— Chinese tech giant sues Canadian government and police over arrest
Meng Wanzhou, the chief financial officers of Chinese tech giant Huawei, is suing the Canadian government, its border agency and the national police force over her high-profile detention, saying they detained, searched and interrogated her before telling her she was under arrest.
Lawyers for Meng said on Sunday they had filed a notice of civil claim in the British Columbia supreme court. Canada arrested Meng, the daughter of Huawei’s founder, at the request of the US, on 1 December at Vancouver’s airport. She is wanted on fraud charges that allege she misled banks about the company’s business dealings in Iran.
The suit alleges that instead of immediately arresting her, authorities interrogated Meng “under the guise of a routine customs” examination and used the opportunity to “compel her to provide evidence and information”.
The lawsuit also alleges Canada Border Service Agency agents seized her electronic devices, obtained passwords and unlawfully viewed the contents, and failed to advise her of the true reason for her detention.
She was only told after three hours that she was under arrest and had the right to legal representation, according to the lawsuit.
“This case concerns a deliberate and pre-meditated effort on the part of the defendant officers to obtain evidence and information from the plaintiff in a manner which they knew constituted serious violations of the plaintiff’s rights,” the claim says.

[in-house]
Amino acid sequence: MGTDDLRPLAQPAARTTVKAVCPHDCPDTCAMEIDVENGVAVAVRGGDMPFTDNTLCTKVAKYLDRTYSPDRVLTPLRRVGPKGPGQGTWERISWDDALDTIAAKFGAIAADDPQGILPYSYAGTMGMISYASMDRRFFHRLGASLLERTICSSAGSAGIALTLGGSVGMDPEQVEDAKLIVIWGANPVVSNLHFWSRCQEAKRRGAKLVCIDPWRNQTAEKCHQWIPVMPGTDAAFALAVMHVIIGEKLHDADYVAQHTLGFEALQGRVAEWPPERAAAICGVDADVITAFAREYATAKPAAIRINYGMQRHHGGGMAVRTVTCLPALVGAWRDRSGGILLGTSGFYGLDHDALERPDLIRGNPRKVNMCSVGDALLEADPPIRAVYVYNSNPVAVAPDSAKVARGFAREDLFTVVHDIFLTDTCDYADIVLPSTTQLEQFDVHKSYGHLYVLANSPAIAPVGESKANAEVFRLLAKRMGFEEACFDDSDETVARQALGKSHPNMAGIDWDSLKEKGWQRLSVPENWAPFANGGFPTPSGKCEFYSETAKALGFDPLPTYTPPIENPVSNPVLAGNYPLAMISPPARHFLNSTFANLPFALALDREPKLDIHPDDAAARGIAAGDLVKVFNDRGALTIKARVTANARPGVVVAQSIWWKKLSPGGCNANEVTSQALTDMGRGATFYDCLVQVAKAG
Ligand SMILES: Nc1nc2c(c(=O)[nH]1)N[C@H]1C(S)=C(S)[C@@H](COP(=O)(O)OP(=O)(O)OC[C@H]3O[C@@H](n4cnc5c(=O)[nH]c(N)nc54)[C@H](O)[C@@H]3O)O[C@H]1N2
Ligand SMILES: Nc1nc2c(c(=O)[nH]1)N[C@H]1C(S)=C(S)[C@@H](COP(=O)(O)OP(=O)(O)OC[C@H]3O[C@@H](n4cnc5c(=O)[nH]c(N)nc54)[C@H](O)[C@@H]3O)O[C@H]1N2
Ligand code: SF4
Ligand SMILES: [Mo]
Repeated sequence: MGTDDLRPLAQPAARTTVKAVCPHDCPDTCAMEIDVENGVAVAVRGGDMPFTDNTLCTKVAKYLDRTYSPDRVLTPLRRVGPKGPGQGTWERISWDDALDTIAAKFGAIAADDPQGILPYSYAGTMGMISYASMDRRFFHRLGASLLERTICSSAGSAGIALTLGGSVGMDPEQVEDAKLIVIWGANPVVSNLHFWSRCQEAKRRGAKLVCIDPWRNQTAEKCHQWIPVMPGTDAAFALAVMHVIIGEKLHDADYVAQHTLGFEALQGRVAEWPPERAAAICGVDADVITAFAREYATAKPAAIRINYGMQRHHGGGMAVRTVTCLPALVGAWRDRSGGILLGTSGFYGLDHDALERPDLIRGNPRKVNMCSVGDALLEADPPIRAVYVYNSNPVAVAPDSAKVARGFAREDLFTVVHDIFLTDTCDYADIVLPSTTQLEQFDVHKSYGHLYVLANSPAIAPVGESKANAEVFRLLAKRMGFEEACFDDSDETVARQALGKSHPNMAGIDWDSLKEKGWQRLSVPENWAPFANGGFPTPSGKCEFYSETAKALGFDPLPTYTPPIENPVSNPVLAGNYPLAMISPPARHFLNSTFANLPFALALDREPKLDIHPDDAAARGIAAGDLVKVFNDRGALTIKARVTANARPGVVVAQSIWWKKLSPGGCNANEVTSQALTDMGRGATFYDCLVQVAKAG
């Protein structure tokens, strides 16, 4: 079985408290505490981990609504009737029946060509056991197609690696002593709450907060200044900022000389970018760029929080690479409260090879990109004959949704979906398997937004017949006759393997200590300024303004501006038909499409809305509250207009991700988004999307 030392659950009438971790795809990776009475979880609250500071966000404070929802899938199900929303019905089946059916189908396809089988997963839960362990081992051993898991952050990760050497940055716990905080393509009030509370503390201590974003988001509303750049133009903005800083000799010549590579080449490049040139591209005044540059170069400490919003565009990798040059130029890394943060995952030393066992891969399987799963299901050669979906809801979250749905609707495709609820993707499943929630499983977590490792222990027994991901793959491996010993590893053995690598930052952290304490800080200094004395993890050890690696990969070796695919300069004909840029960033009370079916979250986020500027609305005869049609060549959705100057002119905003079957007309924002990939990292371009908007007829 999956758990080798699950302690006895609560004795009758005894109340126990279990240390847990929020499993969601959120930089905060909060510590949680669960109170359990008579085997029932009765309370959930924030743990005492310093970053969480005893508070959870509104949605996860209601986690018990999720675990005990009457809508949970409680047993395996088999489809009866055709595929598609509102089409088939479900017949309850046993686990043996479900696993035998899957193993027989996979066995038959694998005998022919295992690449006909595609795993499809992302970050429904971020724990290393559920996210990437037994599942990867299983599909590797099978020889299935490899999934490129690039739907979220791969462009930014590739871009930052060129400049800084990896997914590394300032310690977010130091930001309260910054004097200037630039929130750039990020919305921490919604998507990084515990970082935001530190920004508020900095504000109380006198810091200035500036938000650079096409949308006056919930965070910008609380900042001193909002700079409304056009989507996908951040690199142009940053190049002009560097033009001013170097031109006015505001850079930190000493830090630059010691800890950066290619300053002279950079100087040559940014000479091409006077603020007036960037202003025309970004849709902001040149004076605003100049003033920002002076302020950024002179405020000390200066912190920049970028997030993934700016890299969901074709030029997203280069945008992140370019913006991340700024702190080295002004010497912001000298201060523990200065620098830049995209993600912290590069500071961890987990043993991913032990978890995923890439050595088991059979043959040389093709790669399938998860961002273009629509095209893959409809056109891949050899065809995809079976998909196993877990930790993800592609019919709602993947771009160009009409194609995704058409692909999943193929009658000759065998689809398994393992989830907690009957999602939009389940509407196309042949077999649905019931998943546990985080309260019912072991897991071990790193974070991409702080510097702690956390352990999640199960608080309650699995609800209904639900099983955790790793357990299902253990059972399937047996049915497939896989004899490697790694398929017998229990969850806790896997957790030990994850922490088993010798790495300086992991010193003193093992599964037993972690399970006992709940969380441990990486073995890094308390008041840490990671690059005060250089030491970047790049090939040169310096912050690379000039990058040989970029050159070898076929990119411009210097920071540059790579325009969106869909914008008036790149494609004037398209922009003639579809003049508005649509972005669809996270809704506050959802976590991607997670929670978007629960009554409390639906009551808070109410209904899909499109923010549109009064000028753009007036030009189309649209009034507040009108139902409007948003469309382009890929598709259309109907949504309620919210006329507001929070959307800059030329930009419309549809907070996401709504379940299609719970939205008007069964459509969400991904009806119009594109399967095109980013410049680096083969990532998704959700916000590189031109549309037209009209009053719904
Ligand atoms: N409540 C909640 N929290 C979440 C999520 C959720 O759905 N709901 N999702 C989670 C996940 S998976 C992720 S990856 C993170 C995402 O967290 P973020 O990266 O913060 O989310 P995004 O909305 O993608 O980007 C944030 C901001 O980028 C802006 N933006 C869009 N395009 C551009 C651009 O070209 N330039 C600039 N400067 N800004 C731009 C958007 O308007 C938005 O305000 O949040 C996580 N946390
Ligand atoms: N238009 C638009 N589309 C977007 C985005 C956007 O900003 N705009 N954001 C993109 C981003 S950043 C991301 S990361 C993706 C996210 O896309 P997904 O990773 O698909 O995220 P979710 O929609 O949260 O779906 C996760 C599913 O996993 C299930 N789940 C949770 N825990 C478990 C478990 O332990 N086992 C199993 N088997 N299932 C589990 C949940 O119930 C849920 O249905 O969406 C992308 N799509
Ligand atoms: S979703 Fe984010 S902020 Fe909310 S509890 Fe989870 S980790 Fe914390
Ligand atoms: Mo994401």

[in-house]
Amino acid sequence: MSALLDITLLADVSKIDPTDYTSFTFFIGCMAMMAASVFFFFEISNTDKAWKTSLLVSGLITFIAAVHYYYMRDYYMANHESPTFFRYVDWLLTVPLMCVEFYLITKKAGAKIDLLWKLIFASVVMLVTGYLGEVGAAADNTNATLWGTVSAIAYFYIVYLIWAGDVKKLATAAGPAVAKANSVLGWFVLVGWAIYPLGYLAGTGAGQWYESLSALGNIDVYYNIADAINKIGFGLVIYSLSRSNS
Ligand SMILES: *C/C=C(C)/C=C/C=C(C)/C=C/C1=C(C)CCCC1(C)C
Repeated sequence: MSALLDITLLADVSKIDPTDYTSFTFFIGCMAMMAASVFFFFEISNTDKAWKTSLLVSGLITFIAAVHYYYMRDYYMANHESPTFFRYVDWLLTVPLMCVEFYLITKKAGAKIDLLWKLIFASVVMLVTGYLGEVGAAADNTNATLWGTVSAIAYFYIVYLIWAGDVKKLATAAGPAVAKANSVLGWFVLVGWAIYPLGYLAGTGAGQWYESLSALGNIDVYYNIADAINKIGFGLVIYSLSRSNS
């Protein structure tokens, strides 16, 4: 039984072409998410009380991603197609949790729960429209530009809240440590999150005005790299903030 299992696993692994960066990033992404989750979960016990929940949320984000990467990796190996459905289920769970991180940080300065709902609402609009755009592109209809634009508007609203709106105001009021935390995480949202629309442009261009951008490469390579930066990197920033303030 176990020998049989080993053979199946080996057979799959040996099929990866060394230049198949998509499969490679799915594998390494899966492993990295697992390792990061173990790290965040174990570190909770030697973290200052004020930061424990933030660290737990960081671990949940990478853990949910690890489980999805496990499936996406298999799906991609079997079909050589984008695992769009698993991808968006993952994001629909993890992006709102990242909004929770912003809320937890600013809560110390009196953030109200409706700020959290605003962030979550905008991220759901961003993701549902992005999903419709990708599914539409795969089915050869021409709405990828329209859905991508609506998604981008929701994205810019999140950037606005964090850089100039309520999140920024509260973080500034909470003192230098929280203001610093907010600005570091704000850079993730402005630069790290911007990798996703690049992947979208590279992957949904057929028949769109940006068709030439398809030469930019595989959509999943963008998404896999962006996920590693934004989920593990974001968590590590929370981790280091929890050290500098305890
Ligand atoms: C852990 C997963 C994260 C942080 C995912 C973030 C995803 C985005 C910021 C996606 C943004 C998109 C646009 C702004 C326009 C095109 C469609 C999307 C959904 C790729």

Meng is out on bail and living in Vancouver awaiting extradition proceedings.
On Friday, Canadian Justice Department officials gave the go-ahead for her extradition proceedings to begin. Meng is due in court Wednesday to set a date for the proceedings to start. It could be several months or even years before her case is resolved.
Meng’s arrest set off a diplomatic furor and severely strained Canadian relations with China. Beijing has accused Washington of a politically motivated attempt to hurt the company.
China detained former Canadian diplomat Michael Kovrig and Canadian entrepreneur Michael Spavor on December 10 in an apparent attempt to pressure Canada to release Meng.
A Chinese court also sentenced a Canadian to death in a sudden retrial, overturning a 15-year prison term handed down earlier. Kovrig and Spavor haven’t had access to a lawyer or to their families since being arrested.
Nicholas Dorion, a spokesman for the Canada Border Services Agency, said it’s not a practice of the agency to comment on legal matters that are before the courts. A justice department spokesman referred comment to the border agency and a spokesman of the Royal Canadian Mounted Police said they were unlikely to comment Sunday.
She is currently living in Vancouver while on bail, and it could be several months or even years before her case is resolved.
Ms Meng’s arrest set off a diplomatic furore and severely strained Canadian relations with China.
Beijing has accused Washington of a politically motivated attempt to hurt the company, and also detained two Canadians in China in an apparent attempt to pressure Canada to release the executive.